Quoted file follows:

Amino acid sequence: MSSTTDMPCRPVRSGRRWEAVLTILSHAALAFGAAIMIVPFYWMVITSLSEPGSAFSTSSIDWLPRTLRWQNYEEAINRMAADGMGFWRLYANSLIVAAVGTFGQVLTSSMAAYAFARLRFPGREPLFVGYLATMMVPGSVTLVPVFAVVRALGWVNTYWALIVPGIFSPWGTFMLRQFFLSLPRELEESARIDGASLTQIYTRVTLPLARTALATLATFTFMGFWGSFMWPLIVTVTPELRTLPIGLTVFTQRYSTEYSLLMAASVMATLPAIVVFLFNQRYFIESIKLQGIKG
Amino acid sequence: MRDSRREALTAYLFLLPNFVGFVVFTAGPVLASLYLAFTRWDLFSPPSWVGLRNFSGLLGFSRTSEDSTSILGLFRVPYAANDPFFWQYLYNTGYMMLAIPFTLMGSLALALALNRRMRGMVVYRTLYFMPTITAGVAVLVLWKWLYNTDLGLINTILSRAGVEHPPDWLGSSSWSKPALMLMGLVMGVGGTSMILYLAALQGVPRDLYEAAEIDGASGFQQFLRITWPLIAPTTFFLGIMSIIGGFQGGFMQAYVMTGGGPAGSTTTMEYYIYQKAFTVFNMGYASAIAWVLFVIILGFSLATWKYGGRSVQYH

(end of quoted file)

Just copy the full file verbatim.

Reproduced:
Amino acid sequence: MSSTTDMPCRPVRSGRRWEAVLTILSHAALAFGAAIMIVPFYWMVITSLSEPGSAFSTSSIDWLPRTLRWQNYEEAINRMAADGMGFWRLYANSLIVAAVGTFGQVLTSSMAAYAFARLRFPGREPLFVGYLATMMVPGSVTLVPVFAVVRALGWVNTYWALIVPGIFSPWGTFMLRQFFLSLPRELEESARIDGASLTQIYTRVTLPLARTALATLATFTFMGFWGSFMWPLIVTVTPELRTLPIGLTVFTQRYSTEYSLLMAASVMATLPAIVVFLFNQRYFIESIKLQGIKG
Amino acid sequence: MRDSRREALTAYLFLLPNFVGFVVFTAGPVLASLYLAFTRWDLFSPPSWVGLRNFSGLLGFSRTSEDSTSILGLFRVPYAANDPFFWQYLYNTGYMMLAIPFTLMGSLALALALNRRMRGMVVYRTLYFMPTITAGVAVLVLWKWLYNTDLGLINTILSRAGVEHPPDWLGSSSWSKPALMLMGLVMGVGGTSMILYLAALQGVPRDLYEAAEIDGASGFQQFLRITWPLIAPTTFFLGIMSIIGGFQGGFMQAYVMTGGGPAGSTTTMEYYIYQKAFTVFNMGYASAIAWVLFVIILGFSLATWKYGGRSVQYH